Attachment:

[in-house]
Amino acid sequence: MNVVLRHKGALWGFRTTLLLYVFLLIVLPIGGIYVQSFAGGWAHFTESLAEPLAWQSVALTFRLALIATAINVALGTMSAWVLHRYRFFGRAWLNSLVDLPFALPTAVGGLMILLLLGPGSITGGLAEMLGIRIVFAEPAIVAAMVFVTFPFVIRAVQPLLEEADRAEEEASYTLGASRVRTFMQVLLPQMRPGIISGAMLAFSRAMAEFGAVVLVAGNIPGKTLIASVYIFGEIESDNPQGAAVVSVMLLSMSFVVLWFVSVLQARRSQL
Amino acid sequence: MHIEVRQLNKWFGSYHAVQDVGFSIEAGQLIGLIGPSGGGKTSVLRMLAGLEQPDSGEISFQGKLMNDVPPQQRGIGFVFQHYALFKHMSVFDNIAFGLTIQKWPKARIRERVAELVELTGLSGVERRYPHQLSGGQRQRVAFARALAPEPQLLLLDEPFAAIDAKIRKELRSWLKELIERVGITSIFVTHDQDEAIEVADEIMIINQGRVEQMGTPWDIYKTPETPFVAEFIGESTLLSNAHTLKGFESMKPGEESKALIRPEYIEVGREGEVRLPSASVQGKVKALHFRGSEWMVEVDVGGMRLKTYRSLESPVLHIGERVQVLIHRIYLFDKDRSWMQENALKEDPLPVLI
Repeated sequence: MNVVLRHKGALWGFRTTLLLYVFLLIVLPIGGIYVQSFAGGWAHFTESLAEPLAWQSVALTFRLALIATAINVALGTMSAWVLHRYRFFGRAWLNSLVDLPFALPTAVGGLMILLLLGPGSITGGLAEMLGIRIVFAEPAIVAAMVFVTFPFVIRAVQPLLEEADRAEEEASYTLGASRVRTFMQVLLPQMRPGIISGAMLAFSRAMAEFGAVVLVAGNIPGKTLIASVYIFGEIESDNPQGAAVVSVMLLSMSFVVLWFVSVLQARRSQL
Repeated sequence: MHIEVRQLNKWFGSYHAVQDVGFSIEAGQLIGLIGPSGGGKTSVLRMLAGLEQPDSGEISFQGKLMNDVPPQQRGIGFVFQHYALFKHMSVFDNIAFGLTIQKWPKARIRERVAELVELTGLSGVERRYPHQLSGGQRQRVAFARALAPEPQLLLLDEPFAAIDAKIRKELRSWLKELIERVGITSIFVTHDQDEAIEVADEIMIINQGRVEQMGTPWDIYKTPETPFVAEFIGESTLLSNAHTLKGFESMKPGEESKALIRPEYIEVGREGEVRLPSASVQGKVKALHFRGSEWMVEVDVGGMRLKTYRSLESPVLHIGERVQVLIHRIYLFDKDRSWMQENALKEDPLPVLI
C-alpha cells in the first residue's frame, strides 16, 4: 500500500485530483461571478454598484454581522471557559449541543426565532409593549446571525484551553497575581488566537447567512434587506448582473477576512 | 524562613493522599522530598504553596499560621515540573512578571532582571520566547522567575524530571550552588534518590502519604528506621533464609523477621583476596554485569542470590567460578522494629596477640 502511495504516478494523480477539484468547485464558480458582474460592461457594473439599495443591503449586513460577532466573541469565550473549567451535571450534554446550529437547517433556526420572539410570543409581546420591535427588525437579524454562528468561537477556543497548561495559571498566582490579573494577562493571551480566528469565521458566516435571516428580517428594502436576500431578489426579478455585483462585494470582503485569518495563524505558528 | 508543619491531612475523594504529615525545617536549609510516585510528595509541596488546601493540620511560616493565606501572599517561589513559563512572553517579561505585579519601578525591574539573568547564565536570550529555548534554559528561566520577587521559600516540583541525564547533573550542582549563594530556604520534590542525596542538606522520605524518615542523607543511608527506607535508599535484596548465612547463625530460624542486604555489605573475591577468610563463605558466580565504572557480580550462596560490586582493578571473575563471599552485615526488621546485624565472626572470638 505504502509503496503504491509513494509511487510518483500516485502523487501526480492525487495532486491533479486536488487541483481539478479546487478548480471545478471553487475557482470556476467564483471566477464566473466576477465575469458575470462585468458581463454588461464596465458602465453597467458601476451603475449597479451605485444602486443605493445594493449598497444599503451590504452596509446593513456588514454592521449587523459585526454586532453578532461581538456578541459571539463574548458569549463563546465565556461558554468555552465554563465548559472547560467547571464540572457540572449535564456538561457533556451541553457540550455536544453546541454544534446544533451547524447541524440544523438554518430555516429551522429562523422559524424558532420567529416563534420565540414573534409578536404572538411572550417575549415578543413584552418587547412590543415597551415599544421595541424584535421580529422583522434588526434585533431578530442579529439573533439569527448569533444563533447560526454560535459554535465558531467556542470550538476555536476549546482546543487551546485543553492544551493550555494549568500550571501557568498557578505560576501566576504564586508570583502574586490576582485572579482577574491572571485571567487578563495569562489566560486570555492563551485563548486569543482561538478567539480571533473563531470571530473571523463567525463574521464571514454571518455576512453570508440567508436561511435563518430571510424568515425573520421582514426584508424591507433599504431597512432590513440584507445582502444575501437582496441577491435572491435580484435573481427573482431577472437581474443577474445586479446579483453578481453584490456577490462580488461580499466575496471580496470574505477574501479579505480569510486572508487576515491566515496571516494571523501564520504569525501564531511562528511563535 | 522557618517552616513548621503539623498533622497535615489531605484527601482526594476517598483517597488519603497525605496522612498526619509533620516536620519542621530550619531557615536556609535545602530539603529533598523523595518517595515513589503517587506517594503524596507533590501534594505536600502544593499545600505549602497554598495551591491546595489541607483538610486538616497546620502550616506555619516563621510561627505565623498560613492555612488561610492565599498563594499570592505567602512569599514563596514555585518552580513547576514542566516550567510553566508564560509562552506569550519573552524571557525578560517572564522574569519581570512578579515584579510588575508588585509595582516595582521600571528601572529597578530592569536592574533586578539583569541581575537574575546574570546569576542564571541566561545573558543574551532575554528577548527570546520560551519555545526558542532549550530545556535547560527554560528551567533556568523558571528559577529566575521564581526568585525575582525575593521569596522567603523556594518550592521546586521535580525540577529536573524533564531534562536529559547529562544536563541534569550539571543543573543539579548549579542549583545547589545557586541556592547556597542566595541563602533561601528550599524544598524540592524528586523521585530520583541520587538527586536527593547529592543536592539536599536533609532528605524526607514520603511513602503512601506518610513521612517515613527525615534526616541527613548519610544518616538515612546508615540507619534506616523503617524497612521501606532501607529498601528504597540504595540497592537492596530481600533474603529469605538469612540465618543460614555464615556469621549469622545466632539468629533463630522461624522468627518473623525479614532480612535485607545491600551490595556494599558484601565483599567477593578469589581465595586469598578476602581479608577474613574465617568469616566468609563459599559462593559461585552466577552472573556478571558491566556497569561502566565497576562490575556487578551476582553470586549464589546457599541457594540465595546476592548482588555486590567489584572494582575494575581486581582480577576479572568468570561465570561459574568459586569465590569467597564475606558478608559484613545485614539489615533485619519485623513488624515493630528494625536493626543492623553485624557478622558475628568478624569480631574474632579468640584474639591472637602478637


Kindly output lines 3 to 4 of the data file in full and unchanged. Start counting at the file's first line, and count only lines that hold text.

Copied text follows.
Amino acid sequence: MHIEVRQLNKWFGSYHAVQDVGFSIEAGQLIGLIGPSGGGKTSVLRMLAGLEQPDSGEISFQGKLMNDVPPQQRGIGFVFQHYALFKHMSVFDNIAFGLTIQKWPKARIRERVAELVELTGLSGVERRYPHQLSGGQRQRVAFARALAPEPQLLLLDEPFAAIDAKIRKELRSWLKELIERVGITSIFVTHDQDEAIEVADEIMIINQGRVEQMGTPWDIYKTPETPFVAEFIGESTLLSNAHTLKGFESMKPGEESKALIRPEYIEVGREGEVRLPSASVQGKVKALHFRGSEWMVEVDVGGMRLKTYRSLESPVLHIGERVQVLIHRIYLFDKDRSWMQENALKEDPLPVLI
Repeated sequence: MNVVLRHKGALWGFRTTLLLYVFLLIVLPIGGIYVQSFAGGWAHFTESLAEPLAWQSVALTFRLALIATAINVALGTMSAWVLHRYRFFGRAWLNSLVDLPFALPTAVGGLMILLLLGPGSITGGLAEMLGIRIVFAEPAIVAAMVFVTFPFVIRAVQPLLEEADRAEEEASYTLGASRVRTFMQVLLPQMRPGIISGAMLAFSRAMAEFGAVVLVAGNIPGKTLIASVYIFGEIESDNPQGAAVVSVMLLSMSFVVLWFVSVLQARRSQL